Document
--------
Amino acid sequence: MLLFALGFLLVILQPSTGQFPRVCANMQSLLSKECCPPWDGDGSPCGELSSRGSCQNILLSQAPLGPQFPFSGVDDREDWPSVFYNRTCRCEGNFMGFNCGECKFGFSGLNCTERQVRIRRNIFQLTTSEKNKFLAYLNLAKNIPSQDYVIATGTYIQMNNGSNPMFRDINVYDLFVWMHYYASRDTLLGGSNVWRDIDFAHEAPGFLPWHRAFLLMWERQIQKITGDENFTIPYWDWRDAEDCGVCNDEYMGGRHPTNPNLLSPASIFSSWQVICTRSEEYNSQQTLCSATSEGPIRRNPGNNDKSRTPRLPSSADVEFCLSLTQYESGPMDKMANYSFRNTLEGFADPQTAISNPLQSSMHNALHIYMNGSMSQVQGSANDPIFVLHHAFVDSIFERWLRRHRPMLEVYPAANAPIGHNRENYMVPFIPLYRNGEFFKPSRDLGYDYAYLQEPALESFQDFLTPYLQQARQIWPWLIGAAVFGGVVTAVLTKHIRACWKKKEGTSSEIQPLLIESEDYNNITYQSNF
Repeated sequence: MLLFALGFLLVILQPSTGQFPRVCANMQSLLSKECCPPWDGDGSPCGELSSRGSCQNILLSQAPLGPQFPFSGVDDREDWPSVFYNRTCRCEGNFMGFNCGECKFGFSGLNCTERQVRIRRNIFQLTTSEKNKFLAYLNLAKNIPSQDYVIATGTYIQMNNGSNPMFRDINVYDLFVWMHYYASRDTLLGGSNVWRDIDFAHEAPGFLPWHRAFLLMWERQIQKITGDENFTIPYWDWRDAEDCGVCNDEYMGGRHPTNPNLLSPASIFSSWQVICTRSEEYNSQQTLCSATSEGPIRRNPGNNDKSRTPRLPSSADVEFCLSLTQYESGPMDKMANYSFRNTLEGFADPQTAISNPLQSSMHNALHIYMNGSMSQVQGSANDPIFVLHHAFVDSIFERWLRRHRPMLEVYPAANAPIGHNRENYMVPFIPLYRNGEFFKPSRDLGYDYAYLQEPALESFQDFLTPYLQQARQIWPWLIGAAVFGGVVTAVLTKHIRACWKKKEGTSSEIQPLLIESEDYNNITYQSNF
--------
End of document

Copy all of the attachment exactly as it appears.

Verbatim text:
Amino acid sequence: MLLFALGFLLVILQPSTGQFPRVCANMQSLLSKECCPPWDGDGSPCGELSSRGSCQNILLSQAPLGPQFPFSGVDDREDWPSVFYNRTCRCEGNFMGFNCGECKFGFSGLNCTERQVRIRRNIFQLTTSEKNKFLAYLNLAKNIPSQDYVIATGTYIQMNNGSNPMFRDINVYDLFVWMHYYASRDTLLGGSNVWRDIDFAHEAPGFLPWHRAFLLMWERQIQKITGDENFTIPYWDWRDAEDCGVCNDEYMGGRHPTNPNLLSPASIFSSWQVICTRSEEYNSQQTLCSATSEGPIRRNPGNNDKSRTPRLPSSADVEFCLSLTQYESGPMDKMANYSFRNTLEGFADPQTAISNPLQSSMHNALHIYMNGSMSQVQGSANDPIFVLHHAFVDSIFERWLRRHRPMLEVYPAANAPIGHNRENYMVPFIPLYRNGEFFKPSRDLGYDYAYLQEPALESFQDFLTPYLQQARQIWPWLIGAAVFGGVVTAVLTKHIRACWKKKEGTSSEIQPLLIESEDYNNITYQSNF
Repeated sequence: MLLFALGFLLVILQPSTGQFPRVCANMQSLLSKECCPPWDGDGSPCGELSSRGSCQNILLSQAPLGPQFPFSGVDDREDWPSVFYNRTCRCEGNFMGFNCGECKFGFSGLNCTERQVRIRRNIFQLTTSEKNKFLAYLNLAKNIPSQDYVIATGTYIQMNNGSNPMFRDINVYDLFVWMHYYASRDTLLGGSNVWRDIDFAHEAPGFLPWHRAFLLMWERQIQKITGDENFTIPYWDWRDAEDCGVCNDEYMGGRHPTNPNLLSPASIFSSWQVICTRSEEYNSQQTLCSATSEGPIRRNPGNNDKSRTPRLPSSADVEFCLSLTQYESGPMDKMANYSFRNTLEGFADPQTAISNPLQSSMHNALHIYMNGSMSQVQGSANDPIFVLHHAFVDSIFERWLRRHRPMLEVYPAANAPIGHNRENYMVPFIPLYRNGEFFKPSRDLGYDYAYLQEPALESFQDFLTPYLQQARQIWPWLIGAAVFGGVVTAVLTKHIRACWKKKEGTSSEIQPLLIESEDYNNITYQSNF